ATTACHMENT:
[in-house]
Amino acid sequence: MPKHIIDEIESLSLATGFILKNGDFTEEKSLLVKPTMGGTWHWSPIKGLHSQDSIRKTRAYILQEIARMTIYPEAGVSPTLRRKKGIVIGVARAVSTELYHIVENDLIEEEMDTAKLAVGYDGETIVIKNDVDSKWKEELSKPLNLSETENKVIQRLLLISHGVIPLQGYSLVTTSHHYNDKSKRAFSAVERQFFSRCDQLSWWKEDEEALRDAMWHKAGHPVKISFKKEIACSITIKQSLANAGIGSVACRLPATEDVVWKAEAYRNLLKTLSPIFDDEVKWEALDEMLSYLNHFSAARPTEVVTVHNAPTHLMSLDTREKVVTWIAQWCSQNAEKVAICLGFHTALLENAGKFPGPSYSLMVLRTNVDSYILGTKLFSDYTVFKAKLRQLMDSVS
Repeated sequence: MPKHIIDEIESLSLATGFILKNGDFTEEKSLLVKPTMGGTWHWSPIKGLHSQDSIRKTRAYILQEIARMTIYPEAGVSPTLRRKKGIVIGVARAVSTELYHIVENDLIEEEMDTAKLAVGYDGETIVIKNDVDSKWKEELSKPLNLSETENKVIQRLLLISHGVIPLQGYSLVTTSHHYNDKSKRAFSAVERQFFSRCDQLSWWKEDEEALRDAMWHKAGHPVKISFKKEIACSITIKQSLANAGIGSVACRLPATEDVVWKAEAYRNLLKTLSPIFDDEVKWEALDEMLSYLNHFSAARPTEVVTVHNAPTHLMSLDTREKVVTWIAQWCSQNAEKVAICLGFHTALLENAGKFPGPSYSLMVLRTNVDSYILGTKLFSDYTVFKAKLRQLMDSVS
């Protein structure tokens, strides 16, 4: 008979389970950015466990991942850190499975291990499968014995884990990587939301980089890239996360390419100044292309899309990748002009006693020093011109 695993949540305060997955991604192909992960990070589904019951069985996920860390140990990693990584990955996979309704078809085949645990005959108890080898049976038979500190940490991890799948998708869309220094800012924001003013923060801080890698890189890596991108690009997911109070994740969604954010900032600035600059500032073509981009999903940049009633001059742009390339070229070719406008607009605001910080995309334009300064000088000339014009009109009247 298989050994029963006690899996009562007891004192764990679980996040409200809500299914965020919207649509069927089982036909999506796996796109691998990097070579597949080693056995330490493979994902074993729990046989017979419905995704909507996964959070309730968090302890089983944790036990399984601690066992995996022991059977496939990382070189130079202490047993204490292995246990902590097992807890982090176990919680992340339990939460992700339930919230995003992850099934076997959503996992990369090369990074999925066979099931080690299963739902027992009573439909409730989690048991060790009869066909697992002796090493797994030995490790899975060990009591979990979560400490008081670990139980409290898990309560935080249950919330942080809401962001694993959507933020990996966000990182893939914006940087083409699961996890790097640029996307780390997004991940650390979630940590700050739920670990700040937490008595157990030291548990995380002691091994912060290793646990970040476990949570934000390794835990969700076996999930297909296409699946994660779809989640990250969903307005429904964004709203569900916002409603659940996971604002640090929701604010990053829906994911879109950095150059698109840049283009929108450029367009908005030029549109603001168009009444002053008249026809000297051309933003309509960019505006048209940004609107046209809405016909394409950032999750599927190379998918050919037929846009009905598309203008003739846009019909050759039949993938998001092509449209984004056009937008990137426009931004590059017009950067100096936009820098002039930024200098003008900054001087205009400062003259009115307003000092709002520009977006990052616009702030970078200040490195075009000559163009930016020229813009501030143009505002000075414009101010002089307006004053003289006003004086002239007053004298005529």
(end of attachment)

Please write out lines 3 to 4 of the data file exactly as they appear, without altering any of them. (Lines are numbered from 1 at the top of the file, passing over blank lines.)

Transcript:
Repeated sequence: MPKHIIDEIESLSLATGFILKNGDFTEEKSLLVKPTMGGTWHWSPIKGLHSQDSIRKTRAYILQEIARMTIYPEAGVSPTLRRKKGIVIGVARAVSTELYHIVENDLIEEEMDTAKLAVGYDGETIVIKNDVDSKWKEELSKPLNLSETENKVIQRLLLISHGVIPLQGYSLVTTSHHYNDKSKRAFSAVERQFFSRCDQLSWWKEDEEALRDAMWHKAGHPVKISFKKEIACSITIKQSLANAGIGSVACRLPATEDVVWKAEAYRNLLKTLSPIFDDEVKWEALDEMLSYLNHFSAARPTEVVTVHNAPTHLMSLDTREKVVTWIAQWCSQNAEKVAICLGFHTALLENAGKFPGPSYSLMVLRTNVDSYILGTKLFSDYTVFKAKLRQLMDSVS
């Protein structure tokens, strides 16, 4: 008979389970950015466990991942850190499975291990499968014995884990990587939301980089890239996360390419100044292309899309990748002009006693020093011109 695993949540305060997955991604192909992960990070589904019951069985996920860390140990990693990584990955996979309704078809085949645990005959108890080898049976038979500190940490991890799948998708869309220094800012924001003013923060801080890698890189890596991108690009997911109070994740969604954010900032600035600059500032073509981009999903940049009633001059742009390339070229070719406008607009605001910080995309334009300064000088000339014009009109009247 298989050994029963006690899996009562007891004192764990679980996040409200809500299914965020919207649509069927089982036909999506796996796109691998990097070579597949080693056995330490493979994902074993729990046989017979419905995704909507996964959070309730968090302890089983944790036990399984601690066992995996022991059977496939990382070189130079202490047993204490292995246990902590097992807890982090176990919680992340339990939460992700339930919230995003992850099934076997959503996992990369090369990074999925066979099931080690299963739902027992009573439909409730989690048991060790009869066909697992002796090493797994030995490790899975060990009591979990979560400490008081670990139980409290898990309560935080249950919330942080809401962001694993959507933020990996966000990182893939914006940087083409699961996890790097640029996307780390997004991940650390979630940590700050739920670990700040937490008595157990030291548990995380002691091994912060290793646990970040476990949570934000390794835990969700076996999930297909296409699946994660779809989640990250969903307005429904964004709203569900916002409603659940996971604002640090929701604010990053829906994911879109950095150059698109840049283009929108450029367009908005030029549109603001168009009444002053008249026809000297051309933003309509960019505006048209940004609107046209809405016909394409950032999750599927190379998918050919037929846009009905598309203008003739846009019909050759039949993938998001092509449209984004056009937008990137426009931004590059017009950067100096936009820098002039930024200098003008900054001087205009400062003259009115307003000092709002520009977006990052616009702030970078200040490195075009000559163009930016020229813009501030143009505002000075414009101010002089307006004053003289006003004086002239007053004298005529």